When the teak oil is first applied to the clean, bare table and chairs, the warm wood tone returns for a short while.  In the photo below you can see how the wood color started fading within a day of applying two coats of the oil.

With just the teak oil, over the summer the finish would fade to this pretty warm grey.  The wood is not impervious to stains from grease, etc. when treated with just teak oil.

I've done this for years - scrubbed the mildew off, applied the teak oil, and then let nature take it's course and turn it all to a weathered grey, and I'm not going to lie - the process is tedious.  I clocked 6 hours just scrubbing the table and chairs this year, and then a few more hours to apply the teak oil.  If you love the look of weathered teak, keep in mind that outdoor furniture will require a good scrubbing and application of teak oil on an annual basis to protect and keep the furniture looking great.

That's it for the weathered look:
 1//  SCRUB

The other option…..
warm wood-toned teak.
By sealing the teak, the wood tone of the teak is really captured:

The other major bonuses to sealing outdoor teak furniture:
*the finish will be impervious to grease and stains
*mildew will not form on the wood
*the finish will last for 2-3 years before needing to be redone*

To achieve this look, the process is the same as the weathered look - 

1//  SCRUB
with this additional step:

Some people would argue that the teak oil is not necessary if you intend to seal the wood with urethane; you can determine if your furniture needs it based on whether it is new, or has been exposed to the elements for a while.  My table and chairs were so dry that a couple pieces had developed cracks, so I "fed" the wood first with a couple coats of teak oil.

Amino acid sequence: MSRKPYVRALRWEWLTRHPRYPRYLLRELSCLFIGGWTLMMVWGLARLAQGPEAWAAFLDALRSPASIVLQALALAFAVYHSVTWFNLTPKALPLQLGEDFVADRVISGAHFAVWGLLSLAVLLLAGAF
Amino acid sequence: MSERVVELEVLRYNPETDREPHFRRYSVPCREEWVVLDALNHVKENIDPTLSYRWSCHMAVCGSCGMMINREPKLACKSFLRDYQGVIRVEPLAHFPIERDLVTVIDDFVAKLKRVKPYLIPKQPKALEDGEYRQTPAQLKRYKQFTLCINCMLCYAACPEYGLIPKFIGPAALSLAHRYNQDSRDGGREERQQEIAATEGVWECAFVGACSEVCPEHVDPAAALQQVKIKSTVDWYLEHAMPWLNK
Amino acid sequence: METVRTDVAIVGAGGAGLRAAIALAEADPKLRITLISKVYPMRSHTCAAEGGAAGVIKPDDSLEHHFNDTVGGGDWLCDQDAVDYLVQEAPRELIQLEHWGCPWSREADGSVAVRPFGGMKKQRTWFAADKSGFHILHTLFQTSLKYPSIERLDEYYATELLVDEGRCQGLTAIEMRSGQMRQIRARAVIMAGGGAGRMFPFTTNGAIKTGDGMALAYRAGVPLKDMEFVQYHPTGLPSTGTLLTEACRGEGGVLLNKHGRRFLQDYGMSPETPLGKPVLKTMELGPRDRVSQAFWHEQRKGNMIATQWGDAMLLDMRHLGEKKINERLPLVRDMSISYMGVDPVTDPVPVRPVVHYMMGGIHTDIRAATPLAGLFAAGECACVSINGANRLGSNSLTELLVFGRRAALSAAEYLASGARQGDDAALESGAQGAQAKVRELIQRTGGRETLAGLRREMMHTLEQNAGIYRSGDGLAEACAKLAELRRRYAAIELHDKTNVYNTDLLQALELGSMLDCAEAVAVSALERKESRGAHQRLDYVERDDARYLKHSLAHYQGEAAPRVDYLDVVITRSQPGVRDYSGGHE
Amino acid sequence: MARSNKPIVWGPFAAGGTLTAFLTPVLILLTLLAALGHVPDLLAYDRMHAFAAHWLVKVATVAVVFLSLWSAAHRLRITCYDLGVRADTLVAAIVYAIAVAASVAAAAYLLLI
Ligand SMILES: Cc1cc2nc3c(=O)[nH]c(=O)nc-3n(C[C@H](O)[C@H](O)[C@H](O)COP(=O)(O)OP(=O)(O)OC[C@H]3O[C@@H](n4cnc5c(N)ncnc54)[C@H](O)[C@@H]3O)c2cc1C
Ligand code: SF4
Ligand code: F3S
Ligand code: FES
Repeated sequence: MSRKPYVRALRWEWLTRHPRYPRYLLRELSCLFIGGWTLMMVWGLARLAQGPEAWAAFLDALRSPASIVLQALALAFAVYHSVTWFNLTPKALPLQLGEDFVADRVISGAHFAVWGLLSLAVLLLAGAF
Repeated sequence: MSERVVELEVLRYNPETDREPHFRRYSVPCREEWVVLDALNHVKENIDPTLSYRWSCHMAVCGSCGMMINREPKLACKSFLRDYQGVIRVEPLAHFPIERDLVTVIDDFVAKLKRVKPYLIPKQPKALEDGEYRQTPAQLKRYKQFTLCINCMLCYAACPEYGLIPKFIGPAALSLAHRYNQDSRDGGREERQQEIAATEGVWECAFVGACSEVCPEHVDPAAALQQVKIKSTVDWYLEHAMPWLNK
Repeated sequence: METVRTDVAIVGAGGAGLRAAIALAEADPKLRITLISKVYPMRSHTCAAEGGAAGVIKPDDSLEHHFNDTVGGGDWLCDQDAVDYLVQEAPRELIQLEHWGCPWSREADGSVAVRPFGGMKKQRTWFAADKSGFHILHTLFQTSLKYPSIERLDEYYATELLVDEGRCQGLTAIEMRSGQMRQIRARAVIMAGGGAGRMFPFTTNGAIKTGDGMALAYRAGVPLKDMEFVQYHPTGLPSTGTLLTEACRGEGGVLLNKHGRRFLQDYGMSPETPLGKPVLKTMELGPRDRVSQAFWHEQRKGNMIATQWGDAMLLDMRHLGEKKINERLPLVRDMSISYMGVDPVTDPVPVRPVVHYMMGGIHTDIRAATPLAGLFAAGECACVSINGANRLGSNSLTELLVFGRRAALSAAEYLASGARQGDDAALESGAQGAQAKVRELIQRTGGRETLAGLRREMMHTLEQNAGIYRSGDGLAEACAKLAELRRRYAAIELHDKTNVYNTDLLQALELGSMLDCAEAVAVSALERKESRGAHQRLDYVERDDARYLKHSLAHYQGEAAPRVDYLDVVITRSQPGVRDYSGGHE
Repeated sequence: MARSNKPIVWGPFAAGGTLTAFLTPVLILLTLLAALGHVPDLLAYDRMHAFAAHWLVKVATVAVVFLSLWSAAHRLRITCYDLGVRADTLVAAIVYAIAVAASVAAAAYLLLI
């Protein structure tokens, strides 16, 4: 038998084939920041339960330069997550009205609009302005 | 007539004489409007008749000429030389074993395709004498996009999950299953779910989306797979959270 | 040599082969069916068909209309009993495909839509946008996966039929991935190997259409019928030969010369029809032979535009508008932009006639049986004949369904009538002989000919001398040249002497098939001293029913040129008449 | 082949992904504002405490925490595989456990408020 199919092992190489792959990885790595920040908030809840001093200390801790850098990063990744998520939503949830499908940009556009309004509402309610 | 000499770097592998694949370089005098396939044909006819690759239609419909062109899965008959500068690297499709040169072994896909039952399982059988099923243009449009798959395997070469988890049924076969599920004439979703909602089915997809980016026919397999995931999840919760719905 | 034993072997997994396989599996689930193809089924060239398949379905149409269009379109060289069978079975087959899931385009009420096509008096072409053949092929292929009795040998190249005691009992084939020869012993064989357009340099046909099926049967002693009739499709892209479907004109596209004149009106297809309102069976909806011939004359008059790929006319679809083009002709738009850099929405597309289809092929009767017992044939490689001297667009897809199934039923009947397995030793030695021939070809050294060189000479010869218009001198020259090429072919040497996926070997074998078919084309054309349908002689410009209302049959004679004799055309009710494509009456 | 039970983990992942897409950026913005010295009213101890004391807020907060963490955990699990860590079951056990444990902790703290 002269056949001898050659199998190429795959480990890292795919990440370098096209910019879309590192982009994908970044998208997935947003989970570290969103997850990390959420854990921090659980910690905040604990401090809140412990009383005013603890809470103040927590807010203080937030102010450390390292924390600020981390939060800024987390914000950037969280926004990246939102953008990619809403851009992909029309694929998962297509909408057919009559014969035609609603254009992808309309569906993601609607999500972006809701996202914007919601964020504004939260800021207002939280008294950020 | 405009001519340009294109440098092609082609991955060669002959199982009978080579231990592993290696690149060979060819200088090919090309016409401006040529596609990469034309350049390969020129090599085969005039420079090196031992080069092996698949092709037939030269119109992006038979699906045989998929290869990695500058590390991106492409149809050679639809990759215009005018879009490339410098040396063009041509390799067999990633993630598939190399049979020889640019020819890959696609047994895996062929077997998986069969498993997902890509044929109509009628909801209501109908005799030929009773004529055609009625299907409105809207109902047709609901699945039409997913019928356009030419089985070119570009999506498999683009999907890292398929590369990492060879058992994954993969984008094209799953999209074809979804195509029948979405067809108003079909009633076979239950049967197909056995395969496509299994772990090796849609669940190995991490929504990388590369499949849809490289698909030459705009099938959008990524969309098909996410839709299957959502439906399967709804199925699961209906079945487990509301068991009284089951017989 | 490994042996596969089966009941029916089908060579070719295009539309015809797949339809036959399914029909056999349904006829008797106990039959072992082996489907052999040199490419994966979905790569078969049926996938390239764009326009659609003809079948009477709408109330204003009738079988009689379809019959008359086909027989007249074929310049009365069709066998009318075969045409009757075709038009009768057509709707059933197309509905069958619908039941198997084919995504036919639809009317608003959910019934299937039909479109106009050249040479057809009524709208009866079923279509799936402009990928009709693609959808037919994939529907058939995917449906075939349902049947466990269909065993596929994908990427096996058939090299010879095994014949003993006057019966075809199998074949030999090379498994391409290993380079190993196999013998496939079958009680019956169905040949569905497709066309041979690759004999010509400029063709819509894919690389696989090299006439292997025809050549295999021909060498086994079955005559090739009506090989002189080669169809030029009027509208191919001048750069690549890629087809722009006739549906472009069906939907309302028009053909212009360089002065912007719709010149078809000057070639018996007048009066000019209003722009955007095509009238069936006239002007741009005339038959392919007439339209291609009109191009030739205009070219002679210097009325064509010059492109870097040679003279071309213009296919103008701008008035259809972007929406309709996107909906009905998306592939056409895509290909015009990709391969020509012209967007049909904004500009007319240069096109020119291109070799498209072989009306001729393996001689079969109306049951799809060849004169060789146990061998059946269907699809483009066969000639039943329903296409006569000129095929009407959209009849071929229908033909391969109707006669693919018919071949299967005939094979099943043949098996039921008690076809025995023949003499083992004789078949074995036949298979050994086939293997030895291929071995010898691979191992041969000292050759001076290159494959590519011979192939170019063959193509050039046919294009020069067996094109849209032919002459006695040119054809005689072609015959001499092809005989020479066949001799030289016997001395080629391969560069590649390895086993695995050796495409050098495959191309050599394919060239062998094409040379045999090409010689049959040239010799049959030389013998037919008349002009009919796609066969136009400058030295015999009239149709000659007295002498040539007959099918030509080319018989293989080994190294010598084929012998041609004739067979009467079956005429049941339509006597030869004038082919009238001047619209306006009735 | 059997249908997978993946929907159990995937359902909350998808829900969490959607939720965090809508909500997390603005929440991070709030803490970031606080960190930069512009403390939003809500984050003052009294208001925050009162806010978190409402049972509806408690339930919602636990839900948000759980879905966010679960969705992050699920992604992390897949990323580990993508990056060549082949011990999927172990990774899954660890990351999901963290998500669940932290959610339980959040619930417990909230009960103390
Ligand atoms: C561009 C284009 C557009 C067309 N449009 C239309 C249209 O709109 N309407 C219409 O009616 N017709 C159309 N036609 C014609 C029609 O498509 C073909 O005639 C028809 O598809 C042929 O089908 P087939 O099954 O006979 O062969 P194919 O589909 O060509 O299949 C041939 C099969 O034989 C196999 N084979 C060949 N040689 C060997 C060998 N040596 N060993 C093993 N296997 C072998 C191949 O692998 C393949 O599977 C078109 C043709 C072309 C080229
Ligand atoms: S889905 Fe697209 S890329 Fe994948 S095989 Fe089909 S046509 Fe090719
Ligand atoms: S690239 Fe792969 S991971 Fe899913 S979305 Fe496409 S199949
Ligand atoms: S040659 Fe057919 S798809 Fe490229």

If you are applying teak oil followed by urethane, allow the teak oil to be absorbed by the wood for a few days before applying the urethane.

Why SPAR urethane?
Spar urethane is not a brand, but a kind of sealant that is used on boats to withstand water and sun.  It is sold by Minwax, Rustoleum and other name brands.  I used the spar urethane below which is oil based, and applied it with an inexpensive nylon paint brush that I could toss after.  Even though I despise working with oil-based paints, I chose the oil version for added durability, but it does also come in a water-based formula.  
From the Minwax site:
Helmsman® Spar Urethane is a specially formulated protective clear finish for exterior or interior wood that is exposed to sunlight, water, or temperature changes. It contains UV blockers to reduce the sun's graying and fading effects. Helmsman® Spar Urethane forms a protective barrier against rain and moisture and its special oils allow the finish to expand and contract with the wood as seasons and temperatures change.

*Our furniture lives outside all year long since we lack storage space for it.  Being exposed to the harsh winter climate will undoubtedly shorten the life of the urethane finish, but covering the furniture with tarps over the winter will reduce exposure.

In a nutshell, here are the stages of outdoor teak furniture as it gets refinished, counterclockwise: 
1// unsealed teak, exposed to the elements for over a year, covered in mildew
2// scrubbed clean, bare teak wood
3//  coated with teak oil and fading fast
4//  scrubbed clean, coated with teak oil, coated with spar urethane

After years with the weathered look, we are enjoying the change.  It's like we have a new set of furniture!  AND…..I am VERY much looking forward to skipping the annual scrubbing of the table & chairs next year!

A little work, but worth the effort!

Wishing you a weekend of sunshine, fun and relaxation!  
Thank you as always for stopping by!